ALBUM REVIEW: Oceans – The Sun And The Cold

Release Date: January 10th 2019
Label: Nuclear Blast Records
Website: www.oceansofficial.com
Facebook: www.facebook.com/oceansofficialde
Twitter: www.twitter.com/ocnsofficial

Rating:

Quickly signing with Nuclear Blast Records last year, Berlin’s Oceans have already hit the ground running. After the release of their ‘Cover Me In Darkness’ covers EP to showcase their blend of death metal, nu-metal, and post-rock, they now offer their debut full-length, ‘The Sun And The Cold’.

As droning chords cut through tentative piano notes, the record creates a cinematic soundscape before launching into a flurry of blast beats and tremolo picking. Showing a strong set of dynamics, vocalist/guitarist Timo Rotten‘s croons float amongst piano melodies and swinging drum beats before growling alongside devastating riffs. Displaying a tight grip on violent power and delicate beauty, Oceans deliver an ambitious and forceful opening track.

Expanding on the hints of metallic melody shown previously, ‘We Are The Storm’ jumps between swimming harmonies and wide choruses to stellar results. Retaining a death metal backbone, growls pepper the hook filled chorus whilst J.F. Grill injects dizzying double kick patterns into the blast beat driven bridge. Sliding into a sludge inspired breakdown, ‘Rotten’ leans into deep guttural techniques, as lead guitarist Patrick Zarske grinds towards a final melodic salvo.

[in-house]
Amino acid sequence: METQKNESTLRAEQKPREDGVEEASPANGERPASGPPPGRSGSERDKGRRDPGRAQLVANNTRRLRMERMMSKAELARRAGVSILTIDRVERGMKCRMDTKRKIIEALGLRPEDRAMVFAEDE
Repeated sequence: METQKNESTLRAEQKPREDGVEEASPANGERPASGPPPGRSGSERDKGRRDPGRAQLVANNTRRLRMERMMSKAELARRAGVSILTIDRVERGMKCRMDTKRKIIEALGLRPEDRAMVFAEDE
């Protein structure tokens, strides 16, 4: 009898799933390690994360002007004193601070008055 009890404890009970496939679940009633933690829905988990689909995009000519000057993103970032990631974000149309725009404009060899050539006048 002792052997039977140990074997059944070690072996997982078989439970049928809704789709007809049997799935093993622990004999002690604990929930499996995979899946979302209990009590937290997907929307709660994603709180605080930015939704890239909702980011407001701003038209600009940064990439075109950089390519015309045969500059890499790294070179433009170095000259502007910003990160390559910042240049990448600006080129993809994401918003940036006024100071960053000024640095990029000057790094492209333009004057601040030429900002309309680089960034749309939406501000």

With the tracks on the record dense with influences and dynamics, a wide range of styles of unfurled and thrown into the melting pot of metal that the group have created. From the militant ‘Dark’ dragging elements of nu-metal alongside its crooning chorus to the melancholic ‘Paralyzed’ delivering a subdued moment of restraint, ‘The Sun And The Cold’ wastes no time in pushing death metal further.

Picking the energy back up with the clustered bounce of ‘Take The Crown’, the record delves deeper into bleak soundscapes, beautiful melodies, and crushing riffs with the likes of ‘Shadows’ and ‘Legions Arise’. Continually evolving with each track, the record expands on the quartet’s sound; from the intimate and haunting ‘Polaris’ to the unbridled aggression that permeates ‘Truth Force Fed’, Oceans explore every avenue that they possibly can.

With ‘The Sun And The Cold’, Oceans have crafted a record that delivers multiple elements of heavy music whilst also utilising strong melodic deviations and rapid fire structuring. Oceans have made themselves a bright new name in the world of heavy music, and where they go from here is anyone’s guess.